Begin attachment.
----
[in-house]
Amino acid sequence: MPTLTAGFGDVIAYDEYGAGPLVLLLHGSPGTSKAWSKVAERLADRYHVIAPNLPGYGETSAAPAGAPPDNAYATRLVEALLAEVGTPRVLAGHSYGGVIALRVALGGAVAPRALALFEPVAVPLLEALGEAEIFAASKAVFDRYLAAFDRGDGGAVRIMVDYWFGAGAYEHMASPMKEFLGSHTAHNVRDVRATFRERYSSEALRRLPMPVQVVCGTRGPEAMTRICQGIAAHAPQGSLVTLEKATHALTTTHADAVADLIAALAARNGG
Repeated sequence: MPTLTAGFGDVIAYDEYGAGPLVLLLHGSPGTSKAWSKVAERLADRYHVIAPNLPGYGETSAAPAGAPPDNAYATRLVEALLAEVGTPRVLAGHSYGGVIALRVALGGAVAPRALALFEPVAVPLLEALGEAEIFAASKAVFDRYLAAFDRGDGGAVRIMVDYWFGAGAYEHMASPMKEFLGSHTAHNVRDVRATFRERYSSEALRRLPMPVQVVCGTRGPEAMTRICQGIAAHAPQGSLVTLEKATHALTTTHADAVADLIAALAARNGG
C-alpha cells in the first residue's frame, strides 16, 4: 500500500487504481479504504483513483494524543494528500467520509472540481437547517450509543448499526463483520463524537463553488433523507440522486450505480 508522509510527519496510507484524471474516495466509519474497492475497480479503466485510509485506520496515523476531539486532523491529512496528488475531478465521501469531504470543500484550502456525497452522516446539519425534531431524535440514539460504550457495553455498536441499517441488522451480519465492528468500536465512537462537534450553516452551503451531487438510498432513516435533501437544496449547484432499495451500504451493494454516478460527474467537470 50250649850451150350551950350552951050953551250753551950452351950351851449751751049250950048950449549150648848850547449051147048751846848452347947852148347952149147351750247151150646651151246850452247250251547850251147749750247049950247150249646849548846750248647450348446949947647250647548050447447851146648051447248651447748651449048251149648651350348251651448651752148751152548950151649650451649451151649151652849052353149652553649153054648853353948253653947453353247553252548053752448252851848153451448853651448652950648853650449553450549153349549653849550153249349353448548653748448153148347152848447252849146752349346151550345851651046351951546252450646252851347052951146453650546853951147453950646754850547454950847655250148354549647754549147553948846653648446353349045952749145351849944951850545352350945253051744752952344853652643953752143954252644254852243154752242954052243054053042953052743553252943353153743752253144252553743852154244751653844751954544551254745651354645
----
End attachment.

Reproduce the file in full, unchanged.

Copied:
[in-house]
Amino acid sequence: MPTLTAGFGDVIAYDEYGAGPLVLLLHGSPGTSKAWSKVAERLADRYHVIAPNLPGYGETSAAPAGAPPDNAYATRLVEALLAEVGTPRVLAGHSYGGVIALRVALGGAVAPRALALFEPVAVPLLEALGEAEIFAASKAVFDRYLAAFDRGDGGAVRIMVDYWFGAGAYEHMASPMKEFLGSHTAHNVRDVRATFRERYSSEALRRLPMPVQVVCGTRGPEAMTRICQGIAAHAPQGSLVTLEKATHALTTTHADAVADLIAALAARNGG
Repeated sequence: MPTLTAGFGDVIAYDEYGAGPLVLLLHGSPGTSKAWSKVAERLADRYHVIAPNLPGYGETSAAPAGAPPDNAYATRLVEALLAEVGTPRVLAGHSYGGVIALRVALGGAVAPRALALFEPVAVPLLEALGEAEIFAASKAVFDRYLAAFDRGDGGAVRIMVDYWFGAGAYEHMASPMKEFLGSHTAHNVRDVRATFRERYSSEALRRLPMPVQVVCGTRGPEAMTRICQGIAAHAPQGSLVTLEKATHALTTTHADAVADLIAALAARNGG
C-alpha cells in the first residue's frame, strides 16, 4: 500500500487504481479504504483513483494524543494528500467520509472540481437547517450509543448499526463483520463524537463553488433523507440522486450505480 508522509510527519496510507484524471474516495466509519474497492475497480479503466485510509485506520496515523476531539486532523491529512496528488475531478465521501469531504470543500484550502456525497452522516446539519425534531431524535440514539460504550457495553455498536441499517441488522451480519465492528468500536465512537462537534450553516452551503451531487438510498432513516435533501437544496449547484432499495451500504451493494454516478460527474467537470 50250649850451150350551950350552951050953551250753551950452351950351851449751751049250950048950449549150648848850547449051147048751846848452347947852148347952149147351750247151150646651151246850452247250251547850251147749750247049950247150249646849548846750248647450348446949947647250647548050447447851146648051447248651447748651449048251149648651350348251651448651752148751152548950151649650451649451151649151652849052353149652553649153054648853353948253653947453353247553252548053752448252851848153451448853651448652950648853650449553450549153349549653849550153249349353448548653748448153148347152848447252849146752349346151550345851651046351951546252450646252851347052951146453650546853951147453950646754850547454950847655250148354549647754549147553948846653648446353349045952749145351849944951850545352350945253051744752952344853652643953752143954252644254852243154752242954052243054053042953052743553252943353153743752253144252553743852154244751653844751954544551254745651354645